HF: I always help people wherever I can and always want to make a difference. I always aim to be optimistic and find a solution to things. Respect, integrity and honesty are really important to me.

What’s your worst character trait?

DW: Leaving everything until the last minute. Even if I start something in plenty of time, I just can’t bring myself to finish it until the deadline.

HF: My husband would say it’s when I leave the keys locked in the front door and he can’t get in the house.

Where is your favourite holiday destination?

DW: South Africa for lots of reasons. I met my husband there whilst I was travelling. Years later we married on the beach and we have so many wonderful memories both as a couple and with our children. The South African people are amazing, always so cheerful and welcoming; the food is delicious, particularly the ostrich and seafood; the wineries are just stunning (so is the wine) and the scenery is breath taking. I love it.

HF: Right now, anywhere would be nice. Snow-capped mountains in Switzerland, scorching temperatures in Turkey and the vast expanse of the Grand Canyon are all favourites. Last year we had a short ‘staycation’ in Devon and it was so beautiful. I’d like to go back. I love visiting new places.

Best day of your life?

DW: Obviously, when my children were born and my wedding day.

HF: There’s a few that really stand out...

Obviously the day both of my children were born. It’s only then that you realise how precious life is.

The day a close family friend, who was just 12, called me on his way home from Addenbrookes, to say his cancer had gone. I will never ever forget that phone call.

I’m also immensely proud of the business awards that we have won, the positive feedback we receive from people. The acknowledgement that our hard work and commitment is recognised means so much to me and Denise.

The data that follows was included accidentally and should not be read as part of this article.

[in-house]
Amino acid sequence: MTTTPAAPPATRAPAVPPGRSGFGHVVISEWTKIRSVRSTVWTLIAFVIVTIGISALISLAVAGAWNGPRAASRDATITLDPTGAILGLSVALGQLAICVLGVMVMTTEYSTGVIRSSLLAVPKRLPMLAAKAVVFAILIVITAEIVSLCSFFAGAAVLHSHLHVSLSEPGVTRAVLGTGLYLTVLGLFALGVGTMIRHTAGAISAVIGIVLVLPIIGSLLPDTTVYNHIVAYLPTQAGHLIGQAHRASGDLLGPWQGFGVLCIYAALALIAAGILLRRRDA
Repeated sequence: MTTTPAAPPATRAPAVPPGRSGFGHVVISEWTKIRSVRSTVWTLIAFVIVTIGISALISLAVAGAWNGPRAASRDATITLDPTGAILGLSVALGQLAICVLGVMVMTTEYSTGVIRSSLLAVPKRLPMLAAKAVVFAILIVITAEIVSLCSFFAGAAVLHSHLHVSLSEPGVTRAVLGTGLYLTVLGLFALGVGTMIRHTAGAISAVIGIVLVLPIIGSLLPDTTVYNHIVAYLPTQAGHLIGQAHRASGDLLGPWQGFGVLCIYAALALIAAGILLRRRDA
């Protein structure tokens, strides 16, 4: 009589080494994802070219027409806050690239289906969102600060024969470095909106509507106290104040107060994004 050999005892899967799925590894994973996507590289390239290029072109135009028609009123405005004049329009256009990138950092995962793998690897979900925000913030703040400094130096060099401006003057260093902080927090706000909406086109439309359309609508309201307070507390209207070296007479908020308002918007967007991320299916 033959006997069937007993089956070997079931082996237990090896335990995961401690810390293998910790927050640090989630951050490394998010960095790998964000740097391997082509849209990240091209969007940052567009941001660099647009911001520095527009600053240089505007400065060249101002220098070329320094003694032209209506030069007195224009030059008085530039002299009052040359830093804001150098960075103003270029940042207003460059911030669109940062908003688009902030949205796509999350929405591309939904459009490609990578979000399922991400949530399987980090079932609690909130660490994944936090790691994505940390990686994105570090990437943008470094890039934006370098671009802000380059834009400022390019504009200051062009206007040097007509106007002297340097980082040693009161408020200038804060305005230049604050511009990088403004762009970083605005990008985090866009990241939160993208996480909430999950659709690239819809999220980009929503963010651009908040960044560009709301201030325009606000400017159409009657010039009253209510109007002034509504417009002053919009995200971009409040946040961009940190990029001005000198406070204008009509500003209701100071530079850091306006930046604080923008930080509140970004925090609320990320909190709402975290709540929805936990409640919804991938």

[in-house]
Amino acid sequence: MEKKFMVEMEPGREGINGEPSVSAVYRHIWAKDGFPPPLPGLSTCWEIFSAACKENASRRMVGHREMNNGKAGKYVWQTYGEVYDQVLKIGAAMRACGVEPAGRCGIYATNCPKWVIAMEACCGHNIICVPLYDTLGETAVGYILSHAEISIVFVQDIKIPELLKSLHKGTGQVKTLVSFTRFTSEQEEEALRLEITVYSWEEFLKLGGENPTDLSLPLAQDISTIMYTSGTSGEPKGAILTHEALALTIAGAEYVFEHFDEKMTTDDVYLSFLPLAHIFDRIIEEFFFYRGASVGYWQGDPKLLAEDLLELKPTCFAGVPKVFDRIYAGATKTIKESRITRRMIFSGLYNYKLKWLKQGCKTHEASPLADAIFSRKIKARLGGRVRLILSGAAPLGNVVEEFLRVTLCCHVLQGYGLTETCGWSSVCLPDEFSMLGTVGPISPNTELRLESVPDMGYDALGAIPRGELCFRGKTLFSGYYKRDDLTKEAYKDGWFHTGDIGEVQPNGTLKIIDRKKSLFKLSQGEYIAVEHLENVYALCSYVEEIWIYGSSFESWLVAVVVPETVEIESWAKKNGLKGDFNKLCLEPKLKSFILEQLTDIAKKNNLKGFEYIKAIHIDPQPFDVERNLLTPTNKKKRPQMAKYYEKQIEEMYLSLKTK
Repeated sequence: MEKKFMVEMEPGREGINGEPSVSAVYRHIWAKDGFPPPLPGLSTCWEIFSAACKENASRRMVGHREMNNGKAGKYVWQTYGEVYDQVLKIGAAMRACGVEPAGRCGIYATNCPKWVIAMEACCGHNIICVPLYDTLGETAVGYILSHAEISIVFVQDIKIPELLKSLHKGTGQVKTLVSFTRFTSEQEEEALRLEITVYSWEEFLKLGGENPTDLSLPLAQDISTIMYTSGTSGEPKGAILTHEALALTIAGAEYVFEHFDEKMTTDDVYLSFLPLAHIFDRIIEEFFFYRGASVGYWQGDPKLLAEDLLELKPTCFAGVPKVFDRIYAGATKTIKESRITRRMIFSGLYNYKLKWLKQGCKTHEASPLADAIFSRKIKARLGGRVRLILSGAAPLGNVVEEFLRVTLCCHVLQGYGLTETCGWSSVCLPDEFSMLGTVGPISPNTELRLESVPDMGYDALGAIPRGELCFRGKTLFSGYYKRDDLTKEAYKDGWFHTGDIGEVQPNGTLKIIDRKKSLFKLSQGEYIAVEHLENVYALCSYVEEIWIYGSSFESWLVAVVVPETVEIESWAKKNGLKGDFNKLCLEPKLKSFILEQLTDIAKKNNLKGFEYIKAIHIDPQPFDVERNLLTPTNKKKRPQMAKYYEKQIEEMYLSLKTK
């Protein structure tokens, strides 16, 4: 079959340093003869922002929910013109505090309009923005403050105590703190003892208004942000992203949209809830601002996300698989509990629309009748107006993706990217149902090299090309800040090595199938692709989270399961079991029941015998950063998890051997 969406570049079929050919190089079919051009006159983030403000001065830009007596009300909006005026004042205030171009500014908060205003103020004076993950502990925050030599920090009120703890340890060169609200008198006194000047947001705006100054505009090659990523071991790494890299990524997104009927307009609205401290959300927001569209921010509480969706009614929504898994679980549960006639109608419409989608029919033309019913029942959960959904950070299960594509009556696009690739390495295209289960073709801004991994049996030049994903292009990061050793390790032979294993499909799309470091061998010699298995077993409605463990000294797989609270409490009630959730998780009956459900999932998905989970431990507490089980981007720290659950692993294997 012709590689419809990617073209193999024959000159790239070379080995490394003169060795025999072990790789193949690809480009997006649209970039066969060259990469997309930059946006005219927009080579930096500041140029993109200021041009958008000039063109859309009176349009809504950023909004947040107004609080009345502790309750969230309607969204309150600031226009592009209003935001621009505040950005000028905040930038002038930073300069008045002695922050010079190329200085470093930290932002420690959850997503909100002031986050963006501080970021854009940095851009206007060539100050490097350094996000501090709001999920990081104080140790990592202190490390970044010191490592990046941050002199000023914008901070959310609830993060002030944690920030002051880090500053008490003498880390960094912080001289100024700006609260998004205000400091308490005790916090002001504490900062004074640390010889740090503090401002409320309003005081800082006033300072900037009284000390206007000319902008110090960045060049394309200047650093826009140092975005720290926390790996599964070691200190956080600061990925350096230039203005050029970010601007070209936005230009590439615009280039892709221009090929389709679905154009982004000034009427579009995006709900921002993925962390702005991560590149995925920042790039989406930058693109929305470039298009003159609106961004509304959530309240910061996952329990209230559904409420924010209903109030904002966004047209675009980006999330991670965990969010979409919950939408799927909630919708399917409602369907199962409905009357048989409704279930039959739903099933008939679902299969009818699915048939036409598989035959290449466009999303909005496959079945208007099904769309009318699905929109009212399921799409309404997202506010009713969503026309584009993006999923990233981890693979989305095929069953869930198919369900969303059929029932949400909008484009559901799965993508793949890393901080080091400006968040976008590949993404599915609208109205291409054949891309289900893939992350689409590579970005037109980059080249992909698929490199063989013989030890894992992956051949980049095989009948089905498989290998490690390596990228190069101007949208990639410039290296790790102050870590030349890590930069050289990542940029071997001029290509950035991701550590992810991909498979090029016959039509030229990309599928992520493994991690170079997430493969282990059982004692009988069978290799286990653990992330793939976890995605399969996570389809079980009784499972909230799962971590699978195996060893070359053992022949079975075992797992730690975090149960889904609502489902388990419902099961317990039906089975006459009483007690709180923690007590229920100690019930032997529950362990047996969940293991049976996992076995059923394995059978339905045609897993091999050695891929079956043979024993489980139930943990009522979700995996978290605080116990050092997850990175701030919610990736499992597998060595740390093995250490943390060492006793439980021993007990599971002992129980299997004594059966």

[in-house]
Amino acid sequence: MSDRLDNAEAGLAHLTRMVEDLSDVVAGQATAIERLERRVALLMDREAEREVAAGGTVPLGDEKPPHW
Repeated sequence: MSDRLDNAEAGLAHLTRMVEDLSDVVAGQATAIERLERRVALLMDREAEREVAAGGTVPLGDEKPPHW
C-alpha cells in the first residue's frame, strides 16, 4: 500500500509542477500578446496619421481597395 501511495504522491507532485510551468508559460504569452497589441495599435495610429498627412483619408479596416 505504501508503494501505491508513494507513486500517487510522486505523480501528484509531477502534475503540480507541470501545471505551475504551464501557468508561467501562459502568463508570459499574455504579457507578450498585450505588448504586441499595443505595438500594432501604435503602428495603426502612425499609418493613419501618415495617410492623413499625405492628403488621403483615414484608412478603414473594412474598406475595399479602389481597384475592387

What’s your earliest memory?

DW: Stepping backwards into a bowl of water with my shoes and socks on. I think I was about three.

HF: Coming home from playgroup, when I was probably three-years-old and having pilchards on toast for lunch. I can’t stand pilchards now.

Tell us something people don’t know about you?

DW: I lived in France and South Africa.

HF: Both of my children were born on the same day, three years apart, on St Georges Day. Also, aged 46 and I don’t have any fillings.

What do you want to tell our readers about most?

DW: There have been so many positives to come out of this crisis, spending more time with family, showing kindness to others, reconnecting with nature, slowing down and not worrying as much about the small stuff. My hope is people continue to value what is truly important. Family, their health and looking after our world. During lockdown, more people have spent time outdoors and reconnecting with nature, at Wild Play we promote the health and wellness benefits of being outdoors. We hope to help more people of all ages to enjoy these benefits in the coming months.

HF: This extraordinary pandemic has changed many peoples outlook on life, mine included. My hope is that people will really value what’s truly important. There has been so much kindness over the past three months and we have seen this support first hand in our business and amongst our local community. We’ve recently re-launched our business. From day one we’ve seen the significant benefits of spending time in the great outdoors and supporting mental wellbeing. Being amongst nature is one of the best forms of therapy and it is such a pleasure to be able to help people of all ages to ‘feel good’. Please take a look at how we may be able to help you https://wildplayltd.co.uk

Are you or your business doing something special during Covid-19 times? If you are living in Suffolk or Norfolk and have a great story to tell, please do email me at gina@hallfarmfornham.com or follow Twitter: @geewizzgee1 Instagram: ginalongmbe